Tuesday, January 17, 2017

Cactus Wren

The Cactus Wren, although common in the southwest, is seldom seen in the rest of America. Most other members of the wren family are tiny birds. Yet size-wise, the Cactus Wren compares to the American Robin.

The Cactus Wren is well adapted to arid lowlands and montane thorn-scrub which is common in the lower reaches of California, Arizona, Texas and New Mexico.

Perching prominently, they are not secretive birds. Still, they won't let you get close. They'll fly away.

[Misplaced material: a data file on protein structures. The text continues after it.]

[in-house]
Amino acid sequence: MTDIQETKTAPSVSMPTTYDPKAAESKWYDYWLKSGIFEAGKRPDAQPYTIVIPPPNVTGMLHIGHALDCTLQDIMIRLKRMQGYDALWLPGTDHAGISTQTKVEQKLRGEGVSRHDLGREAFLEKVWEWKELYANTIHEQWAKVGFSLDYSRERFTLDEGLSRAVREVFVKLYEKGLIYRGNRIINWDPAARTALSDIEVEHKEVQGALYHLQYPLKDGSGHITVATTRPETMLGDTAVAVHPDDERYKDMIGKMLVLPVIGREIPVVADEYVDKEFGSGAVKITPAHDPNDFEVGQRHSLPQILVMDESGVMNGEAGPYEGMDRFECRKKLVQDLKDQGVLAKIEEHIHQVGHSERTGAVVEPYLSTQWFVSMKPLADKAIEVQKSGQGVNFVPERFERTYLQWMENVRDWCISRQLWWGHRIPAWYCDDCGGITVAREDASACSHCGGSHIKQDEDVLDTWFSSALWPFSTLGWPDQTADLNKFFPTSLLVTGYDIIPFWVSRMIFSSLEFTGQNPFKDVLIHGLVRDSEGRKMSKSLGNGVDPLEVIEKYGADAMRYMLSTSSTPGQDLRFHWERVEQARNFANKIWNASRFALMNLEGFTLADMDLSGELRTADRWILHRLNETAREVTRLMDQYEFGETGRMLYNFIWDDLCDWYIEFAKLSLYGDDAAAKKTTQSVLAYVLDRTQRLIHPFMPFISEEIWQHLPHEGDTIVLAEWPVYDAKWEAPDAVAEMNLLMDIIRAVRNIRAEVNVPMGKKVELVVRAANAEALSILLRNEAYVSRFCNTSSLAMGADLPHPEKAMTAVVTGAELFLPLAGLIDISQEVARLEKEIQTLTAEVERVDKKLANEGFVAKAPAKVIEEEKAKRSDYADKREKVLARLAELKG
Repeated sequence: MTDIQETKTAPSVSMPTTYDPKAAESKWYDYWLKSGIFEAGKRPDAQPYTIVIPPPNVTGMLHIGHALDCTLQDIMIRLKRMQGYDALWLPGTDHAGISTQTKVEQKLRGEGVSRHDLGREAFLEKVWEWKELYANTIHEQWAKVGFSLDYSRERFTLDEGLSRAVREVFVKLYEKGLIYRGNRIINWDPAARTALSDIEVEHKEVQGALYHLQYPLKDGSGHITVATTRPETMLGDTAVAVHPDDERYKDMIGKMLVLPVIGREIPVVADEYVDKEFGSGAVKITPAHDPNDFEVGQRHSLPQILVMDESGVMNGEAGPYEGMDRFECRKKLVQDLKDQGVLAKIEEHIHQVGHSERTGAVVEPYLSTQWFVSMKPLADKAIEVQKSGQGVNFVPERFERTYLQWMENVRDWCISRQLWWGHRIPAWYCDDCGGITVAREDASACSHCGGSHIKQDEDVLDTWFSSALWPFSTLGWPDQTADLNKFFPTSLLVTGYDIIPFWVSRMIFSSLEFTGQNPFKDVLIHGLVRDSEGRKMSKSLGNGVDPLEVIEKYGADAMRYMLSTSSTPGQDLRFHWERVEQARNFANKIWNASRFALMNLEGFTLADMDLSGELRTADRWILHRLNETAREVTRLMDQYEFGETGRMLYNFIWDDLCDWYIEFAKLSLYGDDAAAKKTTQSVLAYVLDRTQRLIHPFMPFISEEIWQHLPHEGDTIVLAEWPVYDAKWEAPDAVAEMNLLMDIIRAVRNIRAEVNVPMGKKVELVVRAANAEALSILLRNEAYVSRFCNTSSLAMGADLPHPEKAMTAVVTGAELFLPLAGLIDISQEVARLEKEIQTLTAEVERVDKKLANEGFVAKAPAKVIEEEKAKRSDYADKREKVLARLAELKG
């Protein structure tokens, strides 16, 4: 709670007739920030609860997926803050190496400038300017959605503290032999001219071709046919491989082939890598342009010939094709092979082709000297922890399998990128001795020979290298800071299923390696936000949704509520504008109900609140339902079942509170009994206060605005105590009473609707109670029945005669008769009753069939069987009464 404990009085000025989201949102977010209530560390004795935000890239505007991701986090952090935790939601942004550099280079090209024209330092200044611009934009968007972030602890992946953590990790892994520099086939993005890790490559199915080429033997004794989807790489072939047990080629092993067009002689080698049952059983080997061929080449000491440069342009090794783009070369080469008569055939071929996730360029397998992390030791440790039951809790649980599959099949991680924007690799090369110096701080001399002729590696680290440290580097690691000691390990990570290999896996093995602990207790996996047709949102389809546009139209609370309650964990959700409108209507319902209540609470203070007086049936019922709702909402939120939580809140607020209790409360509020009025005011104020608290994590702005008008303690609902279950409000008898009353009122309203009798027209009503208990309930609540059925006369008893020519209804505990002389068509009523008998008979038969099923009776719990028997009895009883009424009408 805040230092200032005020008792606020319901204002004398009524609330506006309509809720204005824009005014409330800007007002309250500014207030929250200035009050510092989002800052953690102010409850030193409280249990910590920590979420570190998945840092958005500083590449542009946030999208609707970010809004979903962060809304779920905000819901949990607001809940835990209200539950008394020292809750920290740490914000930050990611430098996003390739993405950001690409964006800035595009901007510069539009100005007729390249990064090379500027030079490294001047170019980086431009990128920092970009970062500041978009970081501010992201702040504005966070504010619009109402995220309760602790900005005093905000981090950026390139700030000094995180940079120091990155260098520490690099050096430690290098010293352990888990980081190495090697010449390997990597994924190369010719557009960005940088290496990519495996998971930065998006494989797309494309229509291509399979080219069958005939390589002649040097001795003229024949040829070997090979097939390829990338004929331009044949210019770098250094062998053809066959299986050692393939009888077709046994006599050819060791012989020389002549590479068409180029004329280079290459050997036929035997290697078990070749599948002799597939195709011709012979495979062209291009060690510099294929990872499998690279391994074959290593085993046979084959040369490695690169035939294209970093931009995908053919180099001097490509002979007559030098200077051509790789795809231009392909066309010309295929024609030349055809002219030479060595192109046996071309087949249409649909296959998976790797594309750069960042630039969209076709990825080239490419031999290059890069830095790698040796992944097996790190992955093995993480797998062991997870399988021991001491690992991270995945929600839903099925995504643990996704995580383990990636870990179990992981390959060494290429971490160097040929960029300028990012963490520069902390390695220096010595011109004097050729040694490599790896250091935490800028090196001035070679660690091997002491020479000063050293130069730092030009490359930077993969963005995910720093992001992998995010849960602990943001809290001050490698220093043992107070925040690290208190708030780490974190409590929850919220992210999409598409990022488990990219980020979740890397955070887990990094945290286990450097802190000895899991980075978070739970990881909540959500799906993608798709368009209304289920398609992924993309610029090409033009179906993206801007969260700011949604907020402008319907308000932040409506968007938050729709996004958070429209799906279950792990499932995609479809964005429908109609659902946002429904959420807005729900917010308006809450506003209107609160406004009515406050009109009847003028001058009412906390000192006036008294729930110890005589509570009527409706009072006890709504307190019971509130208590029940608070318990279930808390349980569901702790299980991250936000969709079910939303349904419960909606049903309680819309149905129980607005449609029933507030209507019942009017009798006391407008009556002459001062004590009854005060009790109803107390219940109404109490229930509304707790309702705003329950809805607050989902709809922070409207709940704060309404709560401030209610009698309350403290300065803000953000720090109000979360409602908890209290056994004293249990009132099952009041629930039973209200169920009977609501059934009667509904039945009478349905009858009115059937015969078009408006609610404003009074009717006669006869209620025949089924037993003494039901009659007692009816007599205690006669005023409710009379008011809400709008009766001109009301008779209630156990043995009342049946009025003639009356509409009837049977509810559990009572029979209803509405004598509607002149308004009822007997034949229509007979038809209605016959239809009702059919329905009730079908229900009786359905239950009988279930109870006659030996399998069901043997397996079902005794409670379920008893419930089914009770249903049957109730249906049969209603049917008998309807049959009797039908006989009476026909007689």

You'll find cactus wrens singing out their simple repetitive song atop thorny shrubs...typical habitat of the desert.

It's a pleasant song, raising slightly in volume and pitch, but not really musical.

These birds eats mostly insects and invertebrates found on the ground.

Surprisingly, they don't need standing water to drink.  All of their water needs are fulfilled from their food.

(Click any picture to enlarge.)

The sound of a Cactus Wren singing is a delightful discovery on a walk in the desert. You are likely to hear one before you see it.

In that case, consider yourself lucky. Ninety-five percent of America doesn't get the honor of a Cactus Wren's company.

Credits: Cornell Lab of Ornithology, All About Birds
Sibley's Guide to Birds